Populism poses ‘major threat’ to autonomy of universities

Academics told that ‘over-educated, over-bearing’ elites are key targets

Tom Boland, former head of the Higher Education Authority, said  presidential candidate Peter Casey has demonstrated there is a constituency in Ireland for populism.   Photograph: Alan Betson

Tom Boland, former head of the Higher Education Authority, said presidential candidate Peter Casey has demonstrated there is a constituency in Ireland for populism. Photograph: Alan Betson

 

Populism poses a major threat to research and the autonomy of universities, a conference has heard.

The first ever Irish Postgraduate Research Conference heard of how jurisdictions such as Hungary have stopped universities offering courses in gender studies to help end the “domination of leftist intellectuals”.

Tom Boland, education consultant and former chief executive of the Higher Education Authority, said populism was something Ireland must also engage with on a domestic level.

“Populism seems to be a breakdown in trust between those who support populist parties and institutions of the state and government, the establishment and elites. And among all the elites are everyone here present,” he told the conference, held at DCU.

Opinionated

Speaking to a room filled with researchers and academics, Mr Boland said: “You are well educated; some argue over-educated. Opinionated, maybe over-opinionated. And they feel that you are over-bearing. So you are a target.”

He cited the work of Ruth Wodak’s Politics of Fear, where “the arrogance of ignorance” was discussed and its sense of “how facts don’t matter to people”.

“There’s also a risk now of arrogance of education, the arrogance of knowledge,” he said.

“Too often, people think that any other viewpoint is ignorant.”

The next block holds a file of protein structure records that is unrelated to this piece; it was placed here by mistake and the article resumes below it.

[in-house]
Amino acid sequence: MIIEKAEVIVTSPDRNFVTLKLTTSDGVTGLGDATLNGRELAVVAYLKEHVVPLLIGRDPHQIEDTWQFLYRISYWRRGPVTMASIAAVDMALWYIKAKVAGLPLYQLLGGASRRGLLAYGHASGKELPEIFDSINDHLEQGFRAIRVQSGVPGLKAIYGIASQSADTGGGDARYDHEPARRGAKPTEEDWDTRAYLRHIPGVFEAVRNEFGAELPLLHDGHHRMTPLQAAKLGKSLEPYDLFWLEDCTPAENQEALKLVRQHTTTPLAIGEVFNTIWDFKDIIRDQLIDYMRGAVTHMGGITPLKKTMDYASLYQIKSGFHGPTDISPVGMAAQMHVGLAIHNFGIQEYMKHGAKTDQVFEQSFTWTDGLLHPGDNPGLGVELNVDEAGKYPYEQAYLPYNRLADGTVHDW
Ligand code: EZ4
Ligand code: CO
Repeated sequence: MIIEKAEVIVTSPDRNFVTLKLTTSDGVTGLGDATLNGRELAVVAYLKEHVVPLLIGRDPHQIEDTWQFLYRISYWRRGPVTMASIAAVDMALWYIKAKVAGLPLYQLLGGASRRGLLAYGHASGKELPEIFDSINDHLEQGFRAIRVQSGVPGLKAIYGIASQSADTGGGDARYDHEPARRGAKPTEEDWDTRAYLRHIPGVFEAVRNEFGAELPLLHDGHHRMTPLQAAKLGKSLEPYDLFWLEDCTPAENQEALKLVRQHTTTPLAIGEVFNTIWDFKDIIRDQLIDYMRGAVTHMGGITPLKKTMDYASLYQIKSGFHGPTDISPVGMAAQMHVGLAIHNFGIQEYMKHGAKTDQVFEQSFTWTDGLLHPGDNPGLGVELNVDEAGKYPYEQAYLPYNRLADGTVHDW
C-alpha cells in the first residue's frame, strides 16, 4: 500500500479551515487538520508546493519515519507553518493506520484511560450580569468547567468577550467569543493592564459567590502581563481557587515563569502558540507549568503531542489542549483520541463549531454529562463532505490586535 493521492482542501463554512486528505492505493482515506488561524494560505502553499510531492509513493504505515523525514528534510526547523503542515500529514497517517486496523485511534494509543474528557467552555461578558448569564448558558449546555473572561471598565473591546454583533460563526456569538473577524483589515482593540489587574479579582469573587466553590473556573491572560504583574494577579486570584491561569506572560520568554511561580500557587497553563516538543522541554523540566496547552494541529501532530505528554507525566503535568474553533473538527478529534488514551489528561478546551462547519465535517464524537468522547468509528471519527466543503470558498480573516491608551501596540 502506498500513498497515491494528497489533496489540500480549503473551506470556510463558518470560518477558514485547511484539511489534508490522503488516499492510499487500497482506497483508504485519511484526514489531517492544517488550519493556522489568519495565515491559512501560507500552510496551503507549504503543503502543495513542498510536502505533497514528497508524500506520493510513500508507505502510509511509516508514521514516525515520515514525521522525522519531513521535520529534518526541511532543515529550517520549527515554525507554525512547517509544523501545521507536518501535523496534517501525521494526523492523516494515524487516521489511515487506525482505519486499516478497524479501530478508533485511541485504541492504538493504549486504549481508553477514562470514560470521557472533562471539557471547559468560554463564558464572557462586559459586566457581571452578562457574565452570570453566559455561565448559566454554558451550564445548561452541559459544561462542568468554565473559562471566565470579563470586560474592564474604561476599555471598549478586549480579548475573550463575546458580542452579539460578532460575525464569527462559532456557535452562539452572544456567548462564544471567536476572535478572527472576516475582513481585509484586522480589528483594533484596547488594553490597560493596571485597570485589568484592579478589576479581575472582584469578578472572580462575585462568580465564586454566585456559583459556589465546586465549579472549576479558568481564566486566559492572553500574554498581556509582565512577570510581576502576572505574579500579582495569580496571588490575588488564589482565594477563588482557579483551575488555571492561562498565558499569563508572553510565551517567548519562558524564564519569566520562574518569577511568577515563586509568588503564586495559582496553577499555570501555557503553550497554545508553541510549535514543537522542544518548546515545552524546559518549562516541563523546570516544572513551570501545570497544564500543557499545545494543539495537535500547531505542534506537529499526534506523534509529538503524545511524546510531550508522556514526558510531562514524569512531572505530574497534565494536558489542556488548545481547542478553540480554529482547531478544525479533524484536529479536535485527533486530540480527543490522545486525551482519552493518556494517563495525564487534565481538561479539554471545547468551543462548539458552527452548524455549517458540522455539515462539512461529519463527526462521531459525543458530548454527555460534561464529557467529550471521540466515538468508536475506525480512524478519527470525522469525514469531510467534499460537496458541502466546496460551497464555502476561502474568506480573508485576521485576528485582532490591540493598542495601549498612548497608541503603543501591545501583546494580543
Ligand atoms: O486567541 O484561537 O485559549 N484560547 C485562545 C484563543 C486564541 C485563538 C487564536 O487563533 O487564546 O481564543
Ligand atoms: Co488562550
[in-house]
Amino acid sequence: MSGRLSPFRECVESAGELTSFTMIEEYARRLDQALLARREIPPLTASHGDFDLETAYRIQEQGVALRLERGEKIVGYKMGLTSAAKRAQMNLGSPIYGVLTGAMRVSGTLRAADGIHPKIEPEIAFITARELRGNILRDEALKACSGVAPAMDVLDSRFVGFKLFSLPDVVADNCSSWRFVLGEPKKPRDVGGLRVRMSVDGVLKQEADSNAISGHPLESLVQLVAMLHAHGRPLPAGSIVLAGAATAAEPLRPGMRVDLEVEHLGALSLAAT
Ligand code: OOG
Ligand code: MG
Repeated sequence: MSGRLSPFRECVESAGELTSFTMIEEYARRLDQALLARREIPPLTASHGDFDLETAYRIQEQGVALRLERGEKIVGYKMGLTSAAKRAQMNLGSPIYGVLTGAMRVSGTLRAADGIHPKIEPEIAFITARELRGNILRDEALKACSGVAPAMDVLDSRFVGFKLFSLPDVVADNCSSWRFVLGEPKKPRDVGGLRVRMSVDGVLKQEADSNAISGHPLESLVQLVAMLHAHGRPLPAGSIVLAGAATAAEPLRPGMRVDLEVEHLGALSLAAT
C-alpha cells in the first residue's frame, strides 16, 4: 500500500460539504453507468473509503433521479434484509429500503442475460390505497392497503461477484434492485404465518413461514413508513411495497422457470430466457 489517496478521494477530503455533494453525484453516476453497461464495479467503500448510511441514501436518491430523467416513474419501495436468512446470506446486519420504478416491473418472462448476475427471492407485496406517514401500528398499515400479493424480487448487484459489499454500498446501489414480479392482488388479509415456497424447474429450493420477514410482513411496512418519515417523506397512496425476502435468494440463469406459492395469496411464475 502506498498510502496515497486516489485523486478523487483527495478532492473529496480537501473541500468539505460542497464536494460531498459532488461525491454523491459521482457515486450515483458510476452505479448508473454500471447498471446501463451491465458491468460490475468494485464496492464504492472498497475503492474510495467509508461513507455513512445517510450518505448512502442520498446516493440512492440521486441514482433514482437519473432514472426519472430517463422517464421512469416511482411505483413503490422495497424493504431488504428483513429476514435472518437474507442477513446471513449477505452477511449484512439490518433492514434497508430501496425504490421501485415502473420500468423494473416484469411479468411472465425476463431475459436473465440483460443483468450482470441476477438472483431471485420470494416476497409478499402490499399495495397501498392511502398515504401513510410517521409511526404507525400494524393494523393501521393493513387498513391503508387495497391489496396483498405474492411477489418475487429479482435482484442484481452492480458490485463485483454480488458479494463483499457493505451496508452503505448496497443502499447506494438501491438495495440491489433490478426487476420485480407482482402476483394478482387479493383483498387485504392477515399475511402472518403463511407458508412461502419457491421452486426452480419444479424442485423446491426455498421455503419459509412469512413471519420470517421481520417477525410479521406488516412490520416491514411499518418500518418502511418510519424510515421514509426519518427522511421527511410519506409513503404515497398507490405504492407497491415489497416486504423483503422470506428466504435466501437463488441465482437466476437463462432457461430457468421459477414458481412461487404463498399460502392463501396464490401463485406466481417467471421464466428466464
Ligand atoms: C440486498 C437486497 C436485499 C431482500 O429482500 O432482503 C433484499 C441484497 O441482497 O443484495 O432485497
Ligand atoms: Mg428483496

Boland drew on recent president candidate Peter Casey as an example of how there are other viewpoints emerging in Ireland.

“Populism is when institutions lose the support of these people, who ultimately will have their voices heard.”

“What Peter Casey demonstrates is there is a constituency in Ireland for populism. To go from zero percent to a few days is an extraordinary signal to the political system.

Openness of mind

“You have to be true to your calling, with evidence-based argumentation. But you have to be open to these counter-factual arguments. You have to have an openness of mind.”

Moves by Hungary, meanwhile, to end gender studies have been seen by critics as an attack on both university independence and political opponents of its socially conservative policies.

Assistant Prof Dr Mathias Möschel of the Central European University told the conference that “ de-legitimisation” was how populism worked against academia.

“They say ‘we don’t need experts; businesses don’t need these experts. We don’t need these experts anymore; we don’t need accreditation for these fields.’

“You start with gender. But the next element might be human rights? So then we don’t need accreditation courses for human rights? We don’t need these experts. So where does that stop?” Prof Möschel said.

Importance

Prof Jane Ohlmeyer, chair of Irish Research Council and professor at Trinity College Dublin, said no one should question the validity or importance of this field of research.

“Just because research has ‘gender’ or ‘studies’ in the title, you shouldn’t make any assumptions. It’s a rigorous area of research” she said.

She also said there was “trenendous scope” for these areas to work collaboratives with the scientific community.

With growing uncertainty over the impact of Brexit on higher education, she it was increasinglly important to work across political boundaries.

“Populism is a global phenomenon. We need global connections and not for people to be in a bubble. We need to mobilise against this.” she said.